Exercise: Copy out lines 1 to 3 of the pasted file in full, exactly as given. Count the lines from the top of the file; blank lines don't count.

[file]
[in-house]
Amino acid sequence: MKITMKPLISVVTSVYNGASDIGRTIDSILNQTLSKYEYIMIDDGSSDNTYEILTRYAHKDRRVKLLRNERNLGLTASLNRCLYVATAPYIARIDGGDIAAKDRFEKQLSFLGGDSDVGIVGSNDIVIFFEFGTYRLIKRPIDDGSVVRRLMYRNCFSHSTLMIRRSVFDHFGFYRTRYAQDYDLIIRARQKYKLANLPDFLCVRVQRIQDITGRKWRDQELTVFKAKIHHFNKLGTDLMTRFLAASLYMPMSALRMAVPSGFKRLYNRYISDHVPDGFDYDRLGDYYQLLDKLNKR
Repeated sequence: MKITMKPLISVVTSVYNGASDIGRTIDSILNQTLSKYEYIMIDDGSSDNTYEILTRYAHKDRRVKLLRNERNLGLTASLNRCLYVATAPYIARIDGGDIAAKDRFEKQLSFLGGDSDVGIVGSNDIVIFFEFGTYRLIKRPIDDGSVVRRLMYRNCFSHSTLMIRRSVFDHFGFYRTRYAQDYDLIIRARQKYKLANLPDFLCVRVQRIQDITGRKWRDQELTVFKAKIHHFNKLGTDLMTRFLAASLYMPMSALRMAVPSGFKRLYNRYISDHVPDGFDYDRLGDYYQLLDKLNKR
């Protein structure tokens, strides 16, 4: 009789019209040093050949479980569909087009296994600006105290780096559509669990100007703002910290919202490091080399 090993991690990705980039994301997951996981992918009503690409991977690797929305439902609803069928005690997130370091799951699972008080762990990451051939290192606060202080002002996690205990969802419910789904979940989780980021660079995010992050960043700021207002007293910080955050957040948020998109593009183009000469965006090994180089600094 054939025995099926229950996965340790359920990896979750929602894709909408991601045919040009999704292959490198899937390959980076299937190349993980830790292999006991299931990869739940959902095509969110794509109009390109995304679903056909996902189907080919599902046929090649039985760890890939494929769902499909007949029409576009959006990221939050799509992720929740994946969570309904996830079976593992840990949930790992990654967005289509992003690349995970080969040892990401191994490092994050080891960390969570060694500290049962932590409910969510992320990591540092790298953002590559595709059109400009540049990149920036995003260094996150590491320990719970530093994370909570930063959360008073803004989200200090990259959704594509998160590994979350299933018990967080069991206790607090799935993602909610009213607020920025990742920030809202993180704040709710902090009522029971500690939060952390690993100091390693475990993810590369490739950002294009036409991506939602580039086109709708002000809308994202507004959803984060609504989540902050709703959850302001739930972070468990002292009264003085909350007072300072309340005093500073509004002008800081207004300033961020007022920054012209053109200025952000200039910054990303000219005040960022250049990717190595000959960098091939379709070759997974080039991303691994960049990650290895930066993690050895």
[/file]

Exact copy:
[in-house]
Amino acid sequence: MKITMKPLISVVTSVYNGASDIGRTIDSILNQTLSKYEYIMIDDGSSDNTYEILTRYAHKDRRVKLLRNERNLGLTASLNRCLYVATAPYIARIDGGDIAAKDRFEKQLSFLGGDSDVGIVGSNDIVIFFEFGTYRLIKRPIDDGSVVRRLMYRNCFSHSTLMIRRSVFDHFGFYRTRYAQDYDLIIRARQKYKLANLPDFLCVRVQRIQDITGRKWRDQELTVFKAKIHHFNKLGTDLMTRFLAASLYMPMSALRMAVPSGFKRLYNRYISDHVPDGFDYDRLGDYYQLLDKLNKR
Repeated sequence: MKITMKPLISVVTSVYNGASDIGRTIDSILNQTLSKYEYIMIDDGSSDNTYEILTRYAHKDRRVKLLRNERNLGLTASLNRCLYVATAPYIARIDGGDIAAKDRFEKQLSFLGGDSDVGIVGSNDIVIFFEFGTYRLIKRPIDDGSVVRRLMYRNCFSHSTLMIRRSVFDHFGFYRTRYAQDYDLIIRARQKYKLANLPDFLCVRVQRIQDITGRKWRDQELTVFKAKIHHFNKLGTDLMTRFLAASLYMPMSALRMAVPSGFKRLYNRYISDHVPDGFDYDRLGDYYQLLDKLNKR